You may have seen the Aimhigher Road show, with its five hi-tech trailers, which has so far toured more than 850 schools all over the country. Recent graduates are on board to tell you about what life at university or college is really like and answer any questions. Of the 80,000 pupils who saw the show 79 per cent said they would be interested in, or would definitely be going to university.

If you want to find out more, AimHigher can be contacted on The site gives information about pre GCSE and post GCSE studies and there’s also a section for your parents who want to find out more about what going to college or university can do for you. If you want to find out more about funding there’s also

You have recently introduced new Foundation Degrees to enable those not taking the traditional path to go university. How will they work?

Foundation degrees are a new way into higher education that combines study and work. They should provide young people with a passport to a job and I hope they will become very popular. The courses have to be developed with the close involvement of employers to ensure that you gain the skills they are looking for. Employers are crying out for people with the right qualifications combined with relevant work experience to fill their vacancies. Studying for a foundation degree will mean that you will be just the sort of person an employer needs – highly skilled with a good knowledge of your subject and the ability to get the job done from day ONE.

You can study for a Foundation Degree full-time or you can study part-time, learning while you are earning. Foundation Degrees are validated by universities but are offered in both Further Education colleges and universities. Armed with a Foundation Degree you’ll be able to move straight into work or you can spend a further year and convert to an Honours Degree.

A Foundation Degree may be a route for you if you want to start work now but study and develop new skills as well. These degrees are very flexible. You can study for the qualification full-time, which takes two years, or study part-time to fit in with work or other commitments. Foundation Degrees also offer you the chance to study from home, in work, through college, university or a combination of these, with an important part of learning taking place where you work.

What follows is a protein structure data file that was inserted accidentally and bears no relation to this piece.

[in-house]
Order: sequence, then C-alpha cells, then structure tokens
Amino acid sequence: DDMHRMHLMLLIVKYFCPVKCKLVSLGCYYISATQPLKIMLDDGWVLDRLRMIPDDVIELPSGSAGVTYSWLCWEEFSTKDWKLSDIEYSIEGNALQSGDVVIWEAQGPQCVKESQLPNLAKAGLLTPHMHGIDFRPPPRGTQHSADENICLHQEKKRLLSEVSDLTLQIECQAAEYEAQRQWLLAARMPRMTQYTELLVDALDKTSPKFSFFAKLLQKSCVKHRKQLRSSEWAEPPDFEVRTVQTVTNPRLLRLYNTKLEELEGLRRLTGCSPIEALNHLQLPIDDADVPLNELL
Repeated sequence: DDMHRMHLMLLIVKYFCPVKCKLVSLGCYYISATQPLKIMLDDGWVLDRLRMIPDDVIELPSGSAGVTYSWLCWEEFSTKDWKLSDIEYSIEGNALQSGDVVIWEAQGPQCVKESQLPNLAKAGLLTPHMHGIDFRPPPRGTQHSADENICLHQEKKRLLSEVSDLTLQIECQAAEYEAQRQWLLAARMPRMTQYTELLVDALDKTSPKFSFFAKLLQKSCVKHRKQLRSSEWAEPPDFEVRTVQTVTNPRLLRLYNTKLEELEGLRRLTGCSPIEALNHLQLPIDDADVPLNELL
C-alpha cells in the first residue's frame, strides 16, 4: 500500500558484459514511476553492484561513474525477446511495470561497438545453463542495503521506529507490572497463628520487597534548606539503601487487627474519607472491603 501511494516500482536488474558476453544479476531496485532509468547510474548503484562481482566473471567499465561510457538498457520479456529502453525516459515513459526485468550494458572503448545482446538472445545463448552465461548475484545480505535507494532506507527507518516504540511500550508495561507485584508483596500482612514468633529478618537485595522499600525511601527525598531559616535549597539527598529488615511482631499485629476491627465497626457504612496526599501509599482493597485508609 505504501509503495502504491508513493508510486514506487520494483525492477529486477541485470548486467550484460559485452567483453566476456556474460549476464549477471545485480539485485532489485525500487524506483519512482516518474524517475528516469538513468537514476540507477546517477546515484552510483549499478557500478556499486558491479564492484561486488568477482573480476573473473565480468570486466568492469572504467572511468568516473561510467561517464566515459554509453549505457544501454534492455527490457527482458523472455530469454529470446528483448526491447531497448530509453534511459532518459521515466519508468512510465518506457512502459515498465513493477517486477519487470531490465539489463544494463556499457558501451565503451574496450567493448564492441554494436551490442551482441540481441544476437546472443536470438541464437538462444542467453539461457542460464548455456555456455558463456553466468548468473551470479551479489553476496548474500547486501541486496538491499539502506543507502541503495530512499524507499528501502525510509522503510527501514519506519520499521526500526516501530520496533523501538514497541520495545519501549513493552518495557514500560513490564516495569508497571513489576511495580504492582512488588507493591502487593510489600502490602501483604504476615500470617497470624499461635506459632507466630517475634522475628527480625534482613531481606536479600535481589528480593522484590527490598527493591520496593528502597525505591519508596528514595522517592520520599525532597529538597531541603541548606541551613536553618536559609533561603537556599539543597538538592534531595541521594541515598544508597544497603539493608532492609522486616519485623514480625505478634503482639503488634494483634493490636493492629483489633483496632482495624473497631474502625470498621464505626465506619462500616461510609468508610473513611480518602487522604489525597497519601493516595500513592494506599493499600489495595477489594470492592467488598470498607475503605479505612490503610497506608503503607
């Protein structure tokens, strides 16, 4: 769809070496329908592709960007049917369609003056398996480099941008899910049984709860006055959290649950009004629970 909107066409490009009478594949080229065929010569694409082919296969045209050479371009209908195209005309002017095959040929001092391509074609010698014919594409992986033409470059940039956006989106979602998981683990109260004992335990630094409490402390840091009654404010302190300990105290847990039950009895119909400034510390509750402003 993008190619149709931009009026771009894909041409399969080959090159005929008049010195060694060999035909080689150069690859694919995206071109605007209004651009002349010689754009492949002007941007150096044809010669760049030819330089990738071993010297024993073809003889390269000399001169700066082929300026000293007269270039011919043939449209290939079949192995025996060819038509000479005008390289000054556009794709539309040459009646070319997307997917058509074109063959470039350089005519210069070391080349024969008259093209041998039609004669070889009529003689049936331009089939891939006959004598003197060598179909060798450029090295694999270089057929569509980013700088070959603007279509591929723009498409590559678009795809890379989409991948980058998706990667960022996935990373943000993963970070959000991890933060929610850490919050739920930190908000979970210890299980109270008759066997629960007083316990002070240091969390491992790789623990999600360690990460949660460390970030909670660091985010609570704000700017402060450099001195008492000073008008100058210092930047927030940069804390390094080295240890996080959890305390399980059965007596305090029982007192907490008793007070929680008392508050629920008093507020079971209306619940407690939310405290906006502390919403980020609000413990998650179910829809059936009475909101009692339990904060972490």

There are 69 courses on offer at the moment and we are developing more. Courses range from e-business, aircraft engineering, retail technology and logistics, to property and construction or hospitality, leisure and tourism. Employers like Cisco Systems, KLM UK, Radisson Edwardian Hotel Group and Carlton TV have linked up with universities across the country including Newcastle, Leicester, Coventry, Essex and Warwick. There are lots of courses which can lead to jobs in childcare, the NHS or working in a school as a teaching assistant.

How do I apply for a place on these courses?

You can make an application in the usual way through UCAS if applying full-time, or direct to the institution for part-time. You will be eligible for the same student grants as any other student applying to higher education. Specific entry requirements are up to universities or colleges, but these are likely to include A-Levels, vocational A-levels, GNVQs/NVQs or an Advanced Modern Apprenticeship.

If the Foundation Degree sounds like the next step for you then find out more by logging on at or call Learn Direct on 0800 100 900.





Still searching?

Ask your clients to try our FREE Recruitment Register to receive detailed further information and recruitment brochures on career opportunities that interest them
Student Adviser

| Student Adviser Home | Career Search | Job Vacancies | Careers Information Service | About Us |

©Sandringham Publishing Ltd - All rights reserved


Advertise with us:

career search